Apprenticeships Tax Credit
The House Committee on Ways and Means Education approved an apprenticeship tax credit bill, sponsored by Senator Arthur Orr (R–Decatur), on Wednesday. The bill, SB90, would provide a $1,000 tax credit to employers for each apprentice hired. The legislation is now one step from final approval, and can be taken up by the House at any time.
Right to Work Constitutional Amendment
The Senate Committee on Fiscal Responsibility and Economic Development also favorably reported HB37, sponsored by Representative Arnold Mooney (R–Helena). While Alabama is currently a right to work state by statute, HB37 proposes a constitutional amendment that would declare Alabama a Right to Work state. If approved by a three-fifths majority of the Senate, the legislation would require ratification by the state’s citizens in a referendum at the next general election.
Other Items of Note
Gas Tax Legislation
Senator Gerald Dial’s legislation to allocate a new gas tax was approved by a vote of 25-4 in the Senate on Thursday. The bill is a precursor to an expected effort to increase the state’s gas tax for the first time since 1992. Legislation proposing the tax itself is expected to be introduced by Representative McCutcheon in the coming weeks.
A second attempt to pass a bill that would clarify the legal status of fantasy sports games in Alabama was turned back in the House on Thursday. The bill, HB56, sponsored by Representative Connie Rowe (R–Jasper), would regulate the popular online games and require operators to register with the state’s Attorney General.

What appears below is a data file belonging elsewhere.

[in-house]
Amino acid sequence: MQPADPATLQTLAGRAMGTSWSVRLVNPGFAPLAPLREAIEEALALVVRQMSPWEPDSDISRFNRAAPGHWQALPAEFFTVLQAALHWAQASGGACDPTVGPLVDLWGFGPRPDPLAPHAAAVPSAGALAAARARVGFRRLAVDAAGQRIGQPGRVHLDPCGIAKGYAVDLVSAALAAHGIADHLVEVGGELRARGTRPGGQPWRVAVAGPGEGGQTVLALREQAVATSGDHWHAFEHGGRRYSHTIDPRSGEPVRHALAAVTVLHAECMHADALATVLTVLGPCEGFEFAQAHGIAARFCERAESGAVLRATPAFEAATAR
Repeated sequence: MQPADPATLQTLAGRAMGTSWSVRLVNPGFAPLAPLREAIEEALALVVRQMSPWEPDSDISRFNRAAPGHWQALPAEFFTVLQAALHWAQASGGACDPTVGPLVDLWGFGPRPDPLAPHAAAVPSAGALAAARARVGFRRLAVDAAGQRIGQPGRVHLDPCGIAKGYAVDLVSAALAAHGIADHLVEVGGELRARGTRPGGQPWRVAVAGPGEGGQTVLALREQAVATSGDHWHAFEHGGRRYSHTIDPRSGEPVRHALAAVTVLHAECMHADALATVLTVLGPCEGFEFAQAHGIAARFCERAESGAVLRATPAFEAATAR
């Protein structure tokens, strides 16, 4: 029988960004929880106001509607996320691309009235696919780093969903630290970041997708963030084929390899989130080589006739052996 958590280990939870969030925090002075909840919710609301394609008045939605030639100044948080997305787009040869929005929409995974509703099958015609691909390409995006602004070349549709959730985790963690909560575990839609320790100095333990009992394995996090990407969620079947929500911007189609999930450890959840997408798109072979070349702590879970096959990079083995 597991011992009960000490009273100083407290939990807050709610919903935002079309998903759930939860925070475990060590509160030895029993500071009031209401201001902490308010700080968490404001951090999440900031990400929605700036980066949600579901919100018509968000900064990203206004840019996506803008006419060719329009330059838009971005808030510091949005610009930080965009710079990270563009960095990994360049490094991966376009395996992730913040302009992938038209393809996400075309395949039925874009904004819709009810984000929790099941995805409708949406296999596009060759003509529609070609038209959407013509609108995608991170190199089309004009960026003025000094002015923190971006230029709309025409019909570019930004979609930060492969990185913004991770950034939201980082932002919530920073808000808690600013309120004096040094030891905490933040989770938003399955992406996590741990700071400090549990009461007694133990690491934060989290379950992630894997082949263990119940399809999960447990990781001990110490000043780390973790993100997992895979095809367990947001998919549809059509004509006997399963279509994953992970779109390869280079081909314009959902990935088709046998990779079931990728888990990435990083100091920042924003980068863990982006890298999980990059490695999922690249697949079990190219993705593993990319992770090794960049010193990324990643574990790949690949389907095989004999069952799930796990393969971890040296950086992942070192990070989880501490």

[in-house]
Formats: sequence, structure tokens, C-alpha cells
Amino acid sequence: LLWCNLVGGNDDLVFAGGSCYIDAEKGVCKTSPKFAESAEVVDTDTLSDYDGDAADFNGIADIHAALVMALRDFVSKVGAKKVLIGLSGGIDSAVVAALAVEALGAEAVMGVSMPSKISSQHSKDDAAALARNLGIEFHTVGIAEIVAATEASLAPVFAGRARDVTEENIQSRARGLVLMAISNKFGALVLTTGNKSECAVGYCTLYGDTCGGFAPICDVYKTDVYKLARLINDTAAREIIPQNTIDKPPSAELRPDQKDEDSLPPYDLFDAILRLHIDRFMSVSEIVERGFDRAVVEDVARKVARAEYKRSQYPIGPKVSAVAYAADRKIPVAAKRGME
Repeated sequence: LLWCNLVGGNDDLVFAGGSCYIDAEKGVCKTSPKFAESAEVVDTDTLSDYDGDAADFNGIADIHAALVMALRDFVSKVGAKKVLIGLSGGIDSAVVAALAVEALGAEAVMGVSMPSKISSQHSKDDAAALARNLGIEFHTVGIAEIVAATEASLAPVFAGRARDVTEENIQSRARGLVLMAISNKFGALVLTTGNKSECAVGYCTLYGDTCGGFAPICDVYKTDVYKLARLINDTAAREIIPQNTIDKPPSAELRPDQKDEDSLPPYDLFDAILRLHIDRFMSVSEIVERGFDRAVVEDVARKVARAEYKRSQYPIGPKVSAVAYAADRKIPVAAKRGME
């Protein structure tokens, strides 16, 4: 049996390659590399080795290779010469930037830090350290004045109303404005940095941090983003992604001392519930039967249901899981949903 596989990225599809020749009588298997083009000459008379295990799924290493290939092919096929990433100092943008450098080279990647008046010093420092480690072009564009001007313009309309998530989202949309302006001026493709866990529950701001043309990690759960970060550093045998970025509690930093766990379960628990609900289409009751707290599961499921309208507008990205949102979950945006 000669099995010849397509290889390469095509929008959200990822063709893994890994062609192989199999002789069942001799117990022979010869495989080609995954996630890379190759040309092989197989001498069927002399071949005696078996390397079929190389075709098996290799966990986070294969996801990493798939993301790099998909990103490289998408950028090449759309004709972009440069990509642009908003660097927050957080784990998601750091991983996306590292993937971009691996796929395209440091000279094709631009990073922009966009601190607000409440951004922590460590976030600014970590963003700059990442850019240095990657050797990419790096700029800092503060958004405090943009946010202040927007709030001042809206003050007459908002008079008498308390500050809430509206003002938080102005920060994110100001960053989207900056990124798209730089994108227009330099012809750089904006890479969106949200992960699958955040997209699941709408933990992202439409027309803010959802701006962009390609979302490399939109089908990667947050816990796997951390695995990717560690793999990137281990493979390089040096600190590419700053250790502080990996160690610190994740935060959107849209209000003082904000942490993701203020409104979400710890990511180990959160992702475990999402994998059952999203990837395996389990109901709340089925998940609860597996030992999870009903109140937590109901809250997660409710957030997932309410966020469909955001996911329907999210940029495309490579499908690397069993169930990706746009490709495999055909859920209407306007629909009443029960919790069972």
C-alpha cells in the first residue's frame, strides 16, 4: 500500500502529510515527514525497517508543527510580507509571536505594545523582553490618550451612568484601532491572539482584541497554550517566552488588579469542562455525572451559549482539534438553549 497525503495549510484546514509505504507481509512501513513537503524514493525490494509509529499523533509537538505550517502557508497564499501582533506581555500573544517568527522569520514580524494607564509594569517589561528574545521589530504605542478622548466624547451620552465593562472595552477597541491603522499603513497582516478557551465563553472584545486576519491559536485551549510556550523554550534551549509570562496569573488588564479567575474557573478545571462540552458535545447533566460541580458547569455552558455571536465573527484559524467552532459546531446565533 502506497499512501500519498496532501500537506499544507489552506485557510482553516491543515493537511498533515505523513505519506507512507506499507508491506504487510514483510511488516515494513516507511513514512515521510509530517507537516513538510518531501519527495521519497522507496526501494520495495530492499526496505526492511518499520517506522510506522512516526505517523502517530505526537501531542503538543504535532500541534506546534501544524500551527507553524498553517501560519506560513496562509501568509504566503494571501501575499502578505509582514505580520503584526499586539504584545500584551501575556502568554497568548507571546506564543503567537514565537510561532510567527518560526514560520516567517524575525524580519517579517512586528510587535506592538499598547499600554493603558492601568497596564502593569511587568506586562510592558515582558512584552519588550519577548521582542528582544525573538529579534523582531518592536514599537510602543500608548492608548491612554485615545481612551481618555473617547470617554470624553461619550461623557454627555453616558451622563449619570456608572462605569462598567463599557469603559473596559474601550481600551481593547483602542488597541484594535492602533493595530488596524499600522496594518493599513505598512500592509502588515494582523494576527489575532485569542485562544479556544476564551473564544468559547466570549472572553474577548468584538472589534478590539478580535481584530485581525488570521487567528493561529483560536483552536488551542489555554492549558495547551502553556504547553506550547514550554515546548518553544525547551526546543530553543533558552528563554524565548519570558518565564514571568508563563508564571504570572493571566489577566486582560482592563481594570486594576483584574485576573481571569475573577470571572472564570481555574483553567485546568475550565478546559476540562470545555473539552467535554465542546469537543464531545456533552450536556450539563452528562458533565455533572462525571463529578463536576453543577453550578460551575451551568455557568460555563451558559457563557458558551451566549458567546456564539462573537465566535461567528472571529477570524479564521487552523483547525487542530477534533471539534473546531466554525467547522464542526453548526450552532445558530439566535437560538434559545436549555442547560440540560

On Tuesday, the House passed a bill to allow breweries in Alabama to sell up to 288 ounces of beer per day per customer for off-premises consumption. The bill, HB176, sponsored by Representative Anthony Daniels (D–Huntsville) is part of a package of three bills recommended by the Alcohol Beverage Study Commission. The other two bills—one to allow wineries to open an offsite tasting room, sponsored by Representative David Faulkner (R–Mountain Brook), and another to allow the direct sale of liquor to consumers by Alabama distilleries, sponsored by Rep. Alan Boothe (R–Troy)—are pending in the House and can be addressed by the body at any time. Each of these bills has a Senate companion that is also making its way through the process.
On Tuesday, Senate President Pro Tem Del Marsh (R–Anniston) introduced his much discussed bill to reform teacher pay and tenure. The bill, SB316, would increase the time it takes for teachers to achieve tenure status from three to five years. It would also create an evaluation system for teachers with five performance levels. Poor ratings in two consecutive years could result in the loss of tenure. The bill provides for rewards for high achieving schools, and incentives to attract teachers to schools facing teacher shortages. The bill, referred to as the Preparing and Rewarding Educational Professionals (or “PREP”) Act, is likely to come up before the Senate Committee on Education and Youth Affairs in the next week or two.
The House of Representatives is scheduled to convene at 1:00 PM on Tuesday. The Senate will convene at 2:00 PM on the same day. The Legislature has met for 12 of its permitted 30 legislative days. It is expected to meet for two days next week, meaning that it will be just one day shy of halfway through the session.
For additional information contact Ted Hosp or Edward O'Neal.